New gambling law could block Premier League broadcasts

Bookmakers warn rules in betting Bill barring visible advertising of gambling before watershed could hit much live TV sport

Proposed new gambling laws could block English Premier League football and other live sports broadcasts to the Republic, bookmakers warn.

The Oireachtas is debating the Gambling Regulation Bill, 2022, which will update the regime governing the Republic’s multibillion-euro betting business.

Bookmakers warn that a provision banning gambling advertising from 5.30am to 9.30pm could potentially block live sports broadcasts from other jurisdictions, including Premier League football.

Chairwoman of the Irish Bookmakers’ Association (IBA) Sharon Byrne wrote to Minister for Justice Helen McEntee, and her Minister of State James Browne, warning that parts of the Bill create confusion. Ms Byrne noted that the language of section 141(1) would “if not amended, prevent the broadcasting of live sport in Ireland from other jurisdictions where gambling advertising is visible”.


She added that it raises the possibility that Premier League football, where gambling companies’ adverts and logos are regularly displayed and visible, would not be screened.

While the IBA highlights the Premier League, industry figures say the provision could also hit broadcasts of high-profile race meetings, including the Cheltenham and Aintree festivals, or any overseas event where betting adverts are visible to viewers.

Section 141 (1) of the Bill states: “A person shall not knowingly advertise, or cause another person to advertise, a relevant gambling activity on television, radio or an on-demand audiovisual media service between the hours of 5:30am and 9:30pm.”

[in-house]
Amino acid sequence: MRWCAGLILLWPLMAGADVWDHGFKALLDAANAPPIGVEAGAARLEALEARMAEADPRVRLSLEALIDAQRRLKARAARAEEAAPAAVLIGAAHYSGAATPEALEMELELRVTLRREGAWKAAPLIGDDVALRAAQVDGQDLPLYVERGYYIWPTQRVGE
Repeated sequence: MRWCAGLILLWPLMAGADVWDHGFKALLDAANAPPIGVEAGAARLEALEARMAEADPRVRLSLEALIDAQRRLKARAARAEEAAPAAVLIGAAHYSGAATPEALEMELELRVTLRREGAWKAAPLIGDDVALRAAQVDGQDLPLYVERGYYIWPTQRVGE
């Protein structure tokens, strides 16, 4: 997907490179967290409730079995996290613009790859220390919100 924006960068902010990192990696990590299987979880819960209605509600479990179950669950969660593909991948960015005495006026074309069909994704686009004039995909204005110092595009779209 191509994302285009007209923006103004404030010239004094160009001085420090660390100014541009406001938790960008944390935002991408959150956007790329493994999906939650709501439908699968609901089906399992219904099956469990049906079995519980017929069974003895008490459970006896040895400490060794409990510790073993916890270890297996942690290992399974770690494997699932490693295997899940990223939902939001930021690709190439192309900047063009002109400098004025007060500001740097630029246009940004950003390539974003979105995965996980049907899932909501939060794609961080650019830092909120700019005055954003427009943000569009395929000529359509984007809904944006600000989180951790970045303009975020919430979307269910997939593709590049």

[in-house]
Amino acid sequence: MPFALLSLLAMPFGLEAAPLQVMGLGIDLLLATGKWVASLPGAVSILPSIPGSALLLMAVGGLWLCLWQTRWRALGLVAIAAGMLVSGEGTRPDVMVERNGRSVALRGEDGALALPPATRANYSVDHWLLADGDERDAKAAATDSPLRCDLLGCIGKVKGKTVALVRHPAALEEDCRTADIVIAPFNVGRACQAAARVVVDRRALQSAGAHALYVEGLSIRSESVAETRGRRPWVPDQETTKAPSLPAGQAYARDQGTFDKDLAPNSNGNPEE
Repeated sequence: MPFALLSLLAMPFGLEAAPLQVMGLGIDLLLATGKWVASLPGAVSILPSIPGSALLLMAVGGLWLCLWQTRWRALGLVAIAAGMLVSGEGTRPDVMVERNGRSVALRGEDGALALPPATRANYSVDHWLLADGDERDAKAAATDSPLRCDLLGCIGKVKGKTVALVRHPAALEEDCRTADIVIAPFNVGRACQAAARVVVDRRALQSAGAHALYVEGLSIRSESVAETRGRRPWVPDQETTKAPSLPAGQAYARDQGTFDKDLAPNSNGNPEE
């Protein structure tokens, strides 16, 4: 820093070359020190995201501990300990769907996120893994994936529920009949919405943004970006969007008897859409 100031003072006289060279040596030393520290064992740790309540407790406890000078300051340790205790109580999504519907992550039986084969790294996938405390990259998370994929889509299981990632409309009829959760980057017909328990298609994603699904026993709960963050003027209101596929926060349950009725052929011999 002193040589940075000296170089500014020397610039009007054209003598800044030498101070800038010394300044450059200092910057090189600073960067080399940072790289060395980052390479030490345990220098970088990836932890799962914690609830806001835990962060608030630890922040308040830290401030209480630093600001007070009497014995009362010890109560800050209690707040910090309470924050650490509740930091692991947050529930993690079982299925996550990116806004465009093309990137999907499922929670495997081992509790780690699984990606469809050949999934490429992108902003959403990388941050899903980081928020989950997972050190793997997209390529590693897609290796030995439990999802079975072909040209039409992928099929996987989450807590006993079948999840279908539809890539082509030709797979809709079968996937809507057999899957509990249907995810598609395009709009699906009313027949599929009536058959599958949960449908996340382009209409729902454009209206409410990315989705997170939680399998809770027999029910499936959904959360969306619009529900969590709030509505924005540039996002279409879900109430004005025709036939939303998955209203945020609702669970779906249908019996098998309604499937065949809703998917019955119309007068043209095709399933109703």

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The broadly drafted nature of the provision sparked the bookies’ concern. Most sports events happen and are broadcast live before 9:30pm while many staged outside the Republic have visible gambling adverts.

The law will create a new licensing regime and create a new agency, the Gambling Regulatory Authority of Ireland. Mr Browne last year announced Anne Marie Caulfield as chief executive designate of the new body. She is an experienced civil servant who was previously director of the Residential Tenancies Board.

The IBA, which represents most Irish bookmakers from independents to corporate players, says it has consistently supported the Gambling Regulation Bill. However, the group warns that sections of the law as drafted will result in “suboptimal protection to consumers or will create confusion and future challenges” to the legislation.

Summer recess

Its letter notes that the definition of inducements in the Bill is legally uncertain and warns that this could spark legal challenges unless it is addressed.

Similarly, the association argues that provisions governing the closure of inactive online betting accounts, maximum stakes and payouts, could have an unintentional negative impact on customers.

“This Bill represents a defining moment in the regulation of gambling in Ireland and it is vital that the legislative framework is clear, unambiguous, and with effective consumer protections at its core,” said Ms Byrne.

The association understands that the Department of Justice may have been under pressure to begin the committee stage in the Dáil before the summer recess, she said, but stressed that officials have an opportunity to address issues raised by all stakeholders before the Bill is passed.

“The IBA remains eager to see the proposed authority established and has no desire the weaken the power afforded to its incoming chief executive officer and her team,” she said.

Barry O'Halloran

Barry O'Halloran

Barry O’Halloran covers energy, construction, insolvency, and gaming and betting, among other areas